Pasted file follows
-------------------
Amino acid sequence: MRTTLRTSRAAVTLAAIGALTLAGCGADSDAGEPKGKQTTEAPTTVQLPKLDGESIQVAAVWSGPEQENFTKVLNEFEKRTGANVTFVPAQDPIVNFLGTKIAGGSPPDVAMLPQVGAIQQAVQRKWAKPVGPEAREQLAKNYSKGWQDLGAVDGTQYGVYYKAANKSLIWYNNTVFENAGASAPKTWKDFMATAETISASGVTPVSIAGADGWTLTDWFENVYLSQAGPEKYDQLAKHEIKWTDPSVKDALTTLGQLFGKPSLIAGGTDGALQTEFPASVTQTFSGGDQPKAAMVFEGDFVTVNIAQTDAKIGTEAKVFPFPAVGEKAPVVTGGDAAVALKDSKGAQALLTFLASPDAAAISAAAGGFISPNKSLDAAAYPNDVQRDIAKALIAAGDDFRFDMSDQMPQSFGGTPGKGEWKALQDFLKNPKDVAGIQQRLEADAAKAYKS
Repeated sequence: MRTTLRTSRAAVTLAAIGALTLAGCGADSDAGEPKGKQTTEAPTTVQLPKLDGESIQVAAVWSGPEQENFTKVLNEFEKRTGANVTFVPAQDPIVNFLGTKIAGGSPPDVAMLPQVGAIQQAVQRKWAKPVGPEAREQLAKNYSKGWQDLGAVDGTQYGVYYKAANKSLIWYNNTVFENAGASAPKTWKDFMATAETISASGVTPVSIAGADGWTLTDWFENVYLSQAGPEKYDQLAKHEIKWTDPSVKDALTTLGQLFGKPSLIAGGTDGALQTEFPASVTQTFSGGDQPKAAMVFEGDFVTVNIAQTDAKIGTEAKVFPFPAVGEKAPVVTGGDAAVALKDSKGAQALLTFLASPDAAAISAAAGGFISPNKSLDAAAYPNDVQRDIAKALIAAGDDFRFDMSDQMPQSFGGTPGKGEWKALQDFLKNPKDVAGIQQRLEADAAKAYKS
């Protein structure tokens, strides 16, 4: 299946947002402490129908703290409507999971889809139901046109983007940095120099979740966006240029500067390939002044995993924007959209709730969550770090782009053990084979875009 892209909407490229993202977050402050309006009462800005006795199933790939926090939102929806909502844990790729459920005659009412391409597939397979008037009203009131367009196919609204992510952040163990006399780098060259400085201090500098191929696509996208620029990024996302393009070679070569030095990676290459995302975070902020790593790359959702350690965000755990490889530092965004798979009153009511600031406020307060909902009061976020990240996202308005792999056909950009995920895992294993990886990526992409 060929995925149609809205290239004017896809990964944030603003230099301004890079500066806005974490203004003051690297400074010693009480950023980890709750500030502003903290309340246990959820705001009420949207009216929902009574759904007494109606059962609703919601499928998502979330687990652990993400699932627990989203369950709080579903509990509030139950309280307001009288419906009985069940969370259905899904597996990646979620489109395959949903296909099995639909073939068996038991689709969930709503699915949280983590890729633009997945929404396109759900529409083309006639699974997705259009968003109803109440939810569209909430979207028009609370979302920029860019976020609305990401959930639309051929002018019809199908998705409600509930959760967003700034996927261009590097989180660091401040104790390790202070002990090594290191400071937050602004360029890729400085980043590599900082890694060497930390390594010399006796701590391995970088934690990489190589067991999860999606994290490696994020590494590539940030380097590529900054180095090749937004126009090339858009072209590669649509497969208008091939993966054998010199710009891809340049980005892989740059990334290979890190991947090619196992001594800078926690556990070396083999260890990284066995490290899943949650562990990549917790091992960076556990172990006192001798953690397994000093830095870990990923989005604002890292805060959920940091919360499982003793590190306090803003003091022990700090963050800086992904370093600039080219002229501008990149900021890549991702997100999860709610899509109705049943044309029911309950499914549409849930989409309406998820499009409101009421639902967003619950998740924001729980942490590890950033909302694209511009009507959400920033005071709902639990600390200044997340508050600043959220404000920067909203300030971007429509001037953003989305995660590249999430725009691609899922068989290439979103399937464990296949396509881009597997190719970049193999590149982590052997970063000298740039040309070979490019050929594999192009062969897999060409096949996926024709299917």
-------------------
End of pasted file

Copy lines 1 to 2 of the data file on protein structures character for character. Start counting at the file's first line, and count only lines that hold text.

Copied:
Amino acid sequence: MRTTLRTSRAAVTLAAIGALTLAGCGADSDAGEPKGKQTTEAPTTVQLPKLDGESIQVAAVWSGPEQENFTKVLNEFEKRTGANVTFVPAQDPIVNFLGTKIAGGSPPDVAMLPQVGAIQQAVQRKWAKPVGPEAREQLAKNYSKGWQDLGAVDGTQYGVYYKAANKSLIWYNNTVFENAGASAPKTWKDFMATAETISASGVTPVSIAGADGWTLTDWFENVYLSQAGPEKYDQLAKHEIKWTDPSVKDALTTLGQLFGKPSLIAGGTDGALQTEFPASVTQTFSGGDQPKAAMVFEGDFVTVNIAQTDAKIGTEAKVFPFPAVGEKAPVVTGGDAAVALKDSKGAQALLTFLASPDAAAISAAAGGFISPNKSLDAAAYPNDVQRDIAKALIAAGDDFRFDMSDQMPQSFGGTPGKGEWKALQDFLKNPKDVAGIQQRLEADAAKAYKS
Repeated sequence: MRTTLRTSRAAVTLAAIGALTLAGCGADSDAGEPKGKQTTEAPTTVQLPKLDGESIQVAAVWSGPEQENFTKVLNEFEKRTGANVTFVPAQDPIVNFLGTKIAGGSPPDVAMLPQVGAIQQAVQRKWAKPVGPEAREQLAKNYSKGWQDLGAVDGTQYGVYYKAANKSLIWYNNTVFENAGASAPKTWKDFMATAETISASGVTPVSIAGADGWTLTDWFENVYLSQAGPEKYDQLAKHEIKWTDPSVKDALTTLGQLFGKPSLIAGGTDGALQTEFPASVTQTFSGGDQPKAAMVFEGDFVTVNIAQTDAKIGTEAKVFPFPAVGEKAPVVTGGDAAVALKDSKGAQALLTFLASPDAAAISAAAGGFISPNKSLDAAAYPNDVQRDIAKALIAAGDDFRFDMSDQMPQSFGGTPGKGEWKALQDFLKNPKDVAGIQQRLEADAAKAYKS